McCandless and his fellow Oregonians have proven durable and successful. The reedman, guitarist Ralph Towner, bassist Glen Moore and percussionist Colin Walcott initially met as members of world music pioneer Paul Winter's Consort ensemble in the late sixties. The foursome broke away from Winter to form their own band in 1970 and quickly established themselves as one of the leading cross-cultural outfits around. The members brought a wide range of influences to the group, including western classical training, Indian music - particularly Walcott, who was killed in a car crash during a tour of East Germany in 1984 - jazz, folk and avant-garde experimentation.
The band has won several Grammy Awards and, despite a number of furloughs over the years, Oregon has always maintained the highest standards of artistic endeavor and has enjoyed a large and loyal fan base around the globe. "We develop a lot when we do things outside the band too," McCandless continues. "Then get back together and bring new skills and material to the band's work. We have a strong seamless relationship in that respect."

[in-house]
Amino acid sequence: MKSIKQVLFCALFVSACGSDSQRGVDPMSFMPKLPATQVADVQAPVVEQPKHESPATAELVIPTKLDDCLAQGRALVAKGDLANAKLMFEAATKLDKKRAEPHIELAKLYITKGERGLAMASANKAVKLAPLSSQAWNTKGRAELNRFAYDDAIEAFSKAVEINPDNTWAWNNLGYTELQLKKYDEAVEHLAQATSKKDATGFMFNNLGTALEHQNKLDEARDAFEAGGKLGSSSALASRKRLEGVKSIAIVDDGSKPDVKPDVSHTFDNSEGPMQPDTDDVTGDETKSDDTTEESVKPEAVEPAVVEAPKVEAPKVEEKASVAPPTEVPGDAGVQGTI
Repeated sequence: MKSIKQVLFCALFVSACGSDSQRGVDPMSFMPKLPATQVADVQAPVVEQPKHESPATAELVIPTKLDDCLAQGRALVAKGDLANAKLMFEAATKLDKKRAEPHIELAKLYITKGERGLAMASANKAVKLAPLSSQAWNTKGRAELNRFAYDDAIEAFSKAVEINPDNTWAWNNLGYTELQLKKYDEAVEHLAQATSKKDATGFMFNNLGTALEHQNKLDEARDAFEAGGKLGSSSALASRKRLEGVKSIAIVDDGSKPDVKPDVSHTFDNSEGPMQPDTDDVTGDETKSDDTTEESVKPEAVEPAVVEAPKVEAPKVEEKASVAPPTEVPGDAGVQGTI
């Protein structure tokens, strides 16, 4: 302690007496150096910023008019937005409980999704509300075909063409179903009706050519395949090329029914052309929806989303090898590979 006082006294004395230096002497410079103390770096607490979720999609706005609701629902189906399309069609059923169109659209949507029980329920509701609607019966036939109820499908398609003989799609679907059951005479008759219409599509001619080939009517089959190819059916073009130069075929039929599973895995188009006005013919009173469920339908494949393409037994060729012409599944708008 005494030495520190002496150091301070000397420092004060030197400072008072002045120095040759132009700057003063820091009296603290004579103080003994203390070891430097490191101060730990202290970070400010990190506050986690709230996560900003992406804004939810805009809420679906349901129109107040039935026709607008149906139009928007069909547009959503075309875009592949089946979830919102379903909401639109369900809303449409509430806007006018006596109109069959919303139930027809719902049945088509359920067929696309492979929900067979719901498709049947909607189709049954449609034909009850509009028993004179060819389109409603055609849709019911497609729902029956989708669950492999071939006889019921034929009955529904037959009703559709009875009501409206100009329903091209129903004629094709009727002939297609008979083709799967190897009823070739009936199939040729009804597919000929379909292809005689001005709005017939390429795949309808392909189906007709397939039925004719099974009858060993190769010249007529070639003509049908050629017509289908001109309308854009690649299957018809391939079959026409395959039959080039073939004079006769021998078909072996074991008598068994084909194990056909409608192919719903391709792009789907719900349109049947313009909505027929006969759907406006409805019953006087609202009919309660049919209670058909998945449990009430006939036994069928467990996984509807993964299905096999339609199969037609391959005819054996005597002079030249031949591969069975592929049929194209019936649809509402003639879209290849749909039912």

Fittingly, this year's festival program includes a tribute show to Gottfried, including some of his contemporaries who were around in the event's earliest years and, indeed, at the inception of the Israeli jazz scene. "It will be fun to play with people like [drummer] Areleh [Kaminsky], [saxophonist] Albert Piamenta, [saxophonist] Mamelo [Gaitanopoulos] and [bass player] Eli Magen," says pianist Gottfried. "They were there when it all started so it's nice to have them around for my last festival."
Gottfried says he is looking forward to the coming festivals too, and plans on being there as a fan. "I wish Avishai Cohen luck. It's a tough job and we'll see how it works out. I hope I will be invited to attend the festival but, even if I'm not, I'll be happy to pay for tickets."
The Red Sea Jazz Festival runs from August 25-28. For information visit www.redseajazzeilat.com.